Progressives, angry at the US lawmakers’ failure to extend the eviction moratorium, thus potentially leaving millions of Americans on the street, called for “occupation” of Congress, prompting parallels with the January 6 events.
Hashtag #OccupyCongress briefly shot to the top ten of Twitter’s US trends on Sunday, with dozens of progressive commentators demanding Congress come back from its 6-week recess and reinstate a federal ban on evictions, which expired on Saturday.
“It’s fitting that #OccupyCongress is trending. Not only should there be no end to the eviction moratorium while Congress vacations and a pandemic rages again but we need to keep organizing a widescale housing justice movement to fight nationwide,” Democratic Socialists of America tweeted.
It’s fitting that #OccupyCongress is trending. Not only should there be no end to the eviction moratorium while Congress vacations and a pandemic rages again but we need to keep organizing a widescale housing justice movement to fight nationwide.
— DSA ? (@DemSocialists) August 1, 2021
The hashtag was also launched in support of the action by several Democratic lawmakers, including Alexandria Ocasio-Cortez and Cori Bush, who spent the night on the steps of the Capitol, with AOC decrying her own party and the Biden administration for dragging their feet on the issue.
We’re still here. We have to reconvene the House and vote to reinstate the eviction moratorium to put an end to the eviction emergency.11 million lives and livelihoods are on the line. pic.twitter.com/qUJIebTkSg
— Cori Bush (@CoriBush) August 1, 2021
Some commentators, however, began drawing parallels between the campaign, driven by the progressive left and the Capitol riot.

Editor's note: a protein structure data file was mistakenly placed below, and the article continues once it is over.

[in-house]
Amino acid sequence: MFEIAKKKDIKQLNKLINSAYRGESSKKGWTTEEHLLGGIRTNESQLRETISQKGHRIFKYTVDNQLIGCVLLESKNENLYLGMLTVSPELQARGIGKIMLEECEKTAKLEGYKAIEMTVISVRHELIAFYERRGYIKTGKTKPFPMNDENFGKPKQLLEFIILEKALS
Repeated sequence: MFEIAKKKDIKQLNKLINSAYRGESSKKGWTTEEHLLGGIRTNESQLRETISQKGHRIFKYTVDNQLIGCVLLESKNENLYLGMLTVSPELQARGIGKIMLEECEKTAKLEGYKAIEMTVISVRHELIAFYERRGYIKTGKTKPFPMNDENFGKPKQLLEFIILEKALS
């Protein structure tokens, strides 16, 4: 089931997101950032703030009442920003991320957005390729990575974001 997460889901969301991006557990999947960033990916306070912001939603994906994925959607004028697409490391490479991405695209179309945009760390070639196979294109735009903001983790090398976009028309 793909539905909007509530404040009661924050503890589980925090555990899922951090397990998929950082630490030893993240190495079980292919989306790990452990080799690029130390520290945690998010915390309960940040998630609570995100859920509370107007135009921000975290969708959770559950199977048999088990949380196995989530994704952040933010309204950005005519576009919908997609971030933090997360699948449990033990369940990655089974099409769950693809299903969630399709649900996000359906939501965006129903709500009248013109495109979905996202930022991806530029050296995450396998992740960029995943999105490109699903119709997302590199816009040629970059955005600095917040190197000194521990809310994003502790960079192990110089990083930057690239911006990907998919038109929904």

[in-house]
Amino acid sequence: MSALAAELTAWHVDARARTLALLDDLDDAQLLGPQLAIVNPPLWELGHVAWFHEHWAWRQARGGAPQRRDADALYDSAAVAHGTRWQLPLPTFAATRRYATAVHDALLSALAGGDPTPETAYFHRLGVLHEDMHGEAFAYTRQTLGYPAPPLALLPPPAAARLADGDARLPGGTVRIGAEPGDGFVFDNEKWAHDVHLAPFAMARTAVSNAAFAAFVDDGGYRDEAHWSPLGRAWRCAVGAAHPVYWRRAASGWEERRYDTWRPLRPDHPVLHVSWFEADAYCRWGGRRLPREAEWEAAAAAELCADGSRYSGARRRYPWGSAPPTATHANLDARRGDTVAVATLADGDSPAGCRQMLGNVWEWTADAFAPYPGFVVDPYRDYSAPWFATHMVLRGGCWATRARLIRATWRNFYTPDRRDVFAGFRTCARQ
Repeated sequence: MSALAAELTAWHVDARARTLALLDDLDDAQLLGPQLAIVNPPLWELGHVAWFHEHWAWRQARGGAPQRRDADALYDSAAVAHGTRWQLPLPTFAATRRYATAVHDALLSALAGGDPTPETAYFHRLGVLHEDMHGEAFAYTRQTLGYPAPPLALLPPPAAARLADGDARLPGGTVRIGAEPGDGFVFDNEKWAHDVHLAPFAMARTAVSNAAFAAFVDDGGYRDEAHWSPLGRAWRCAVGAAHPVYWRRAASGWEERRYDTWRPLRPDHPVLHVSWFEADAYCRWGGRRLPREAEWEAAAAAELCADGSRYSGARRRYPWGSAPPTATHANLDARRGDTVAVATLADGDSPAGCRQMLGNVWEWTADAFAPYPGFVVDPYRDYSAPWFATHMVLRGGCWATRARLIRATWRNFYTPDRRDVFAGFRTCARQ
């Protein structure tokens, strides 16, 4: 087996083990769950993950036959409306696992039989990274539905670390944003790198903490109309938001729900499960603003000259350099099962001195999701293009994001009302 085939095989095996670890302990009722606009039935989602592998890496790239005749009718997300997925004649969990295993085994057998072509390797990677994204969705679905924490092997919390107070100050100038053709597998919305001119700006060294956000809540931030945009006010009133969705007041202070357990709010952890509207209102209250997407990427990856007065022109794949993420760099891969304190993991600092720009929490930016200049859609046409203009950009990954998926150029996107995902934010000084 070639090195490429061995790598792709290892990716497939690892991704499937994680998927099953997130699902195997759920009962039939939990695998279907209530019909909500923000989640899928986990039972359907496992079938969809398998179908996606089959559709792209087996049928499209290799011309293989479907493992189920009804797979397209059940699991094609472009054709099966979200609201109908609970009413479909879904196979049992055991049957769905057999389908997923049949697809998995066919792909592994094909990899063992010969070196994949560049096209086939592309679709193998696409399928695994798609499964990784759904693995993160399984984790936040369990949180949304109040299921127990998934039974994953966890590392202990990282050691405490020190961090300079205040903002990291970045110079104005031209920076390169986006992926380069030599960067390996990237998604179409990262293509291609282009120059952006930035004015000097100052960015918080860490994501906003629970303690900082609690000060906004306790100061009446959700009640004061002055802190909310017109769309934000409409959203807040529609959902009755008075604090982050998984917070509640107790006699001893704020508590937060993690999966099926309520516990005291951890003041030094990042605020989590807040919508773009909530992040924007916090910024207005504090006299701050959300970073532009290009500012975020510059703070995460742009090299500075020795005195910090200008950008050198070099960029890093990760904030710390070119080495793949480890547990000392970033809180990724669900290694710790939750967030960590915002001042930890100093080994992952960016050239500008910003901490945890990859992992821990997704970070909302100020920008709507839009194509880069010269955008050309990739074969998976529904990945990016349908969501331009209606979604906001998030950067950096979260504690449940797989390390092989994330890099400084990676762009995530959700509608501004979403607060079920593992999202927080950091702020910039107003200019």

“Let me get this straight. The same people who called January 6 an insurrection and a rebellion now want to #OccupyCongress to extort them into meeting their demands?” one commenter tweeted.
#OccupyCongress to impose will over reps: BRAVEInterrupting Kavanaugh hearings: DEMOCRACYTexas Dems preventing democracy: HEROICUnarmed 1/6 protesters: VIOLENT INSURRECTION OF TREASON
— Razor (@hale_razor) August 1, 2021
I see #OccupyCongress is trending. It’s confusing, because ever since January 6, I’ve seen numerous tweets stating that entering the “sacred temple of democracy” without an invitation makes someone a “seditious insurrectionist” or worse.
— Colonel Paul Green ? (@bigsexy_tote) August 1, 2021
The January 6 events saw hundreds of supporters of former President Donald Trump flocking to and then storming the Capitol in a bid to stop the certification of the presidential election results because they believed they were fraudulent.
While #OccupyCongress was trending heavily at one point, the hashtag conspicuously disappeared from the trends shortly after. Some activists went as far as to suspect a Twitter crackdown. “Twitter is suppressing and silencing poor working class people asking for their rights,” one commentator concluded.
The eviction moratorium was issued by the Centers of Disease Control (CDC) to prevent tenants who were behind on their rent due to the Covid-19 pandemic from imminent eviction and was repeatedly extended. However, after the CDC extended the moratorium for the month of July, it stated that this would be the final extension, leaving it up to the Congress to figure out how to protect some 3.6 million Americans at risk of losing roof over their heads.
Even though the Democratic Party controls the House, the last-minute effort to round up enough votes to approve the bill failed on Friday reportedly after about a dozen of House Democrats refused to support it. House Speaker Nancy Pelosi squarely blamed the Republicans for “blocking” the measure all while admitting on Friday that she learned of the need to pass the bill “only yesterday.”
The Democratic Party could have easily united to extend the eviction moratorium. We have the House, the Senate, & the presidency. There is no room to blame Republicans. This was a policy choice and Democrats chose wrong. #OccupyCongresshttps://t.co/LfO0PPWwCL
— Salem Snow (@Salem4Congress) August 1, 2021
That is despite US Supreme Court Justice Brett Kavanaugh signalling in a June ruling that the moratorium could not be extended any further and that the time left should be used for “additional and more orderly distribution of the congressionally appropriated rental assistance funds.”
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